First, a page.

* Euro zone stocks hit highest since Feb 5
* FTSE 100 up 0.9 pct after inflation unexpectedly falls
* World FX rates in 2018 tmsnrt.rs/2egbfVh
* Global asset classes performance 2018 tmsnrt.rs/2H82OFO
* Real yield on U.S. 2Y Treasuries higher than S&P 500 dividends tmsnrt.rs/2JSYMCO
By Helen Reid
LONDON, April 18 (Reuters) - Global stocks climbed to a near four-week high and Wall Street geared up for a strong open on Wednesday as powerful U.S. first-quarter earnings, notably from Morgan Stanley, helped revive risk appetite.
MSCI’s index of world stocks was up 0.3 percent at 1203 GMT, while the top index of euro zone stocks rose 0.3 percent, having touched its highest since Feb. 5, when a spike in volatility amplified a sell-off in global equity markets.
S&P 500 futures sparked higher, rising 0.4 percent by 1203 GMT as investors digested the latest batch of U.S. results with Morgan Stanley shining.
The bank’s shares climbed in pre-market trading after a record jump in quarterly profits, up 40 percent thanks to a strong trading boost.
It kept the pace set by Goldman Sachs which reported a surge in profits on Tuesday, also driven by a sharp increase in trading as market volatility rose.
Analysts have downgraded their European earnings estimates ahead of the first-quarter results season, while U.S. companies are expected to deliver stellar results.
Investors were watching Europe’s earnings season for signs of strain from a stronger euro, with Continental providing an early indication the currency’s rise was hurting exporters.
The tyre maker fell 4.3 percent, driving a pullback in Germany’s DAX, after a negative hit to earnings from exchange rates forced it to lower its outlook.
But a fall in the S&P 500 volatility gauge reflected investors’ renewed confidence in the resilience of equity markets. The VIX edged down, near a six-week low.
“Volatility has come down because expectations are very strong for the earnings season and the market is happy to see some hard data,” said Laurent Godin, equity analyst at Indosuez Wealth Management.
Britain’s FTSE 100 stood out with much stronger gains. It was up 0.9 percent after an unexpected fall in British inflation to a one-year low dented the pound — good news for its high percentage of overseas revenue earners.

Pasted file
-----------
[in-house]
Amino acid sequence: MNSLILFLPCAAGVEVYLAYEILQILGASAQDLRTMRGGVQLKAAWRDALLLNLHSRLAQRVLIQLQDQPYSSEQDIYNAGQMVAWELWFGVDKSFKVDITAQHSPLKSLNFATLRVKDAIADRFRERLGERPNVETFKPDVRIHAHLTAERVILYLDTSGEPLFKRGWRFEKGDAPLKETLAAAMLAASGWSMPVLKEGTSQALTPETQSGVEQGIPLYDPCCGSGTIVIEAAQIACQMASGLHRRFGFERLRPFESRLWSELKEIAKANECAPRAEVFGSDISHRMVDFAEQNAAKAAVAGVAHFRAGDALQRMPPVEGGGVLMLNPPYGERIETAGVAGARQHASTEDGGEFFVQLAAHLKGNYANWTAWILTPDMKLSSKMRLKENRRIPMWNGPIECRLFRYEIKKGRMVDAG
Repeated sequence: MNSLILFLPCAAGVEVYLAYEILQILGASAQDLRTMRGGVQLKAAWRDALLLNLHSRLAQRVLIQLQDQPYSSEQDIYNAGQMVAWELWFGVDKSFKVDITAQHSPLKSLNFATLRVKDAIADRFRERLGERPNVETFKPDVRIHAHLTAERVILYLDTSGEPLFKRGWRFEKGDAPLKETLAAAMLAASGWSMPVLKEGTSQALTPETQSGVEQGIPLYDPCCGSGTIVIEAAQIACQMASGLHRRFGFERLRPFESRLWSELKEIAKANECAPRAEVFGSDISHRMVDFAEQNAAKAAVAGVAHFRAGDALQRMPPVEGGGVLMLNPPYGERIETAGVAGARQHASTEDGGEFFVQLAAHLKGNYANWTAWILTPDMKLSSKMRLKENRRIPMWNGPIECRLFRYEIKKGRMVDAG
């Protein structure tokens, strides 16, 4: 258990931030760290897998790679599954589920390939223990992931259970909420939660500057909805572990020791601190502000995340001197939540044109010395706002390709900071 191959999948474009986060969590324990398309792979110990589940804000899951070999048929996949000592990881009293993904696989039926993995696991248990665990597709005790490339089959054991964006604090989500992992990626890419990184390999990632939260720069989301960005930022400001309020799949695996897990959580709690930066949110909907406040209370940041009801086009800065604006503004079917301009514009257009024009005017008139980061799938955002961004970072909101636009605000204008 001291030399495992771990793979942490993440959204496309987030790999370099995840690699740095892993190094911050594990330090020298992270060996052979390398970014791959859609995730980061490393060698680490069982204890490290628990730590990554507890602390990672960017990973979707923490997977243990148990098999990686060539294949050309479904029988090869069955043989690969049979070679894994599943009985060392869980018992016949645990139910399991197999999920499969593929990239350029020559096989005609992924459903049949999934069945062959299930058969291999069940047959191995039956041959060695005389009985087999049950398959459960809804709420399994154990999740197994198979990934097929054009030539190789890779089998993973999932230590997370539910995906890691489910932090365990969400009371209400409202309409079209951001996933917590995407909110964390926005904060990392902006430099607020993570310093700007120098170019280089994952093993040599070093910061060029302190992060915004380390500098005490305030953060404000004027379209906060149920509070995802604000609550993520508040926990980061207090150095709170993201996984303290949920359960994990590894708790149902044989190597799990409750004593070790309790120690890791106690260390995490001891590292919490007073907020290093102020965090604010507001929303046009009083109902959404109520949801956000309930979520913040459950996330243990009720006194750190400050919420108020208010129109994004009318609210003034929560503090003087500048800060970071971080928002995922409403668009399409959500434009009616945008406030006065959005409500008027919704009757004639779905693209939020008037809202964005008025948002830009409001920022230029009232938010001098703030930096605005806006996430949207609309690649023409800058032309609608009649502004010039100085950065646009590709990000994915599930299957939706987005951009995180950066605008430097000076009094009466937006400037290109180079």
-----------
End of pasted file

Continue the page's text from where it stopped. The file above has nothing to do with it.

While investors were refocusing on fundamentals after weeks dominated by geopolitical tensions, the latest Bank of America Merrill Lynch (BAML) survey of fund managers showed signs of caution.
Investors cut their equity allocation to an 18-month low and increased their cash balances.
“Just like they were chasing the market up in January, investors have gradually started to sell,” said Clark Fenton, chief investment officer at Agilis Investment Management.
“I think that gives the market scope to rally a bit more as positioning has lightened up.”
TRANS-ATLANTIC YIELD GAP WIDENS, CURRENCIES MUTED
Fund managers named the threat of trade war as the biggest “tail risk” in BAML’s survey, while they were less concerned about inflation causing convulsions in bond markets.
Monetary tightening, proceeding at a different pace on either side of the Atlantic, was making its mark on bond markets.
The gap between U.S. and German two-year bonds reached its widest in nearly 30 years, reflecting the diverging monetary policy outlook.
“In some ways I am sort of surprised that it hasn’t mattered more,” said Agilis’ Fenton, referring to the trans-Atlantic divergence. “I would have thought it would have helped European equity prices more on a relative basis.”
The U.S. yield curve - the gap between U.S. 2-year and 10-year government bond yields — flattened back slightly, having fallen to a low of 41.8 basis points overnight.
“I would worry if [the curve] got inverted. It’s probably a bit premature to get too bent out of shape about it now,” said Fenton.
The rise in short-dated yields has pushed the real yield on U.S. two-year Treasuries above the S&P 500 dividend yield for the first time in 10 years. tmsnrt.rs/2JSYMCO
Currency market movements, outside of a sliding sterling, were restrained.
The euro was stuck at $1.2362, after topping out at $1.2413 overnight, while the dollar index hovered at 89.5.
The yen pulled back to 107.23 against the dollar, pushed down by signs of progress in talks between South and North Korea.
Strong metals prices, boosted by supply concerns after U.S. sanctions on Russian aluminium giant Rusal, helped send Europe’s basic resources stocks surging 2.1 percent.
Oil prices also continued their relentless rise.
Brent crude futures were up 86 cents at $72.44 a barrel, while U.S. crude rose 95 cents to $67.48 a barrel.
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Reporting by Helen Reid Editing by Catherine Evans and Jon Boyle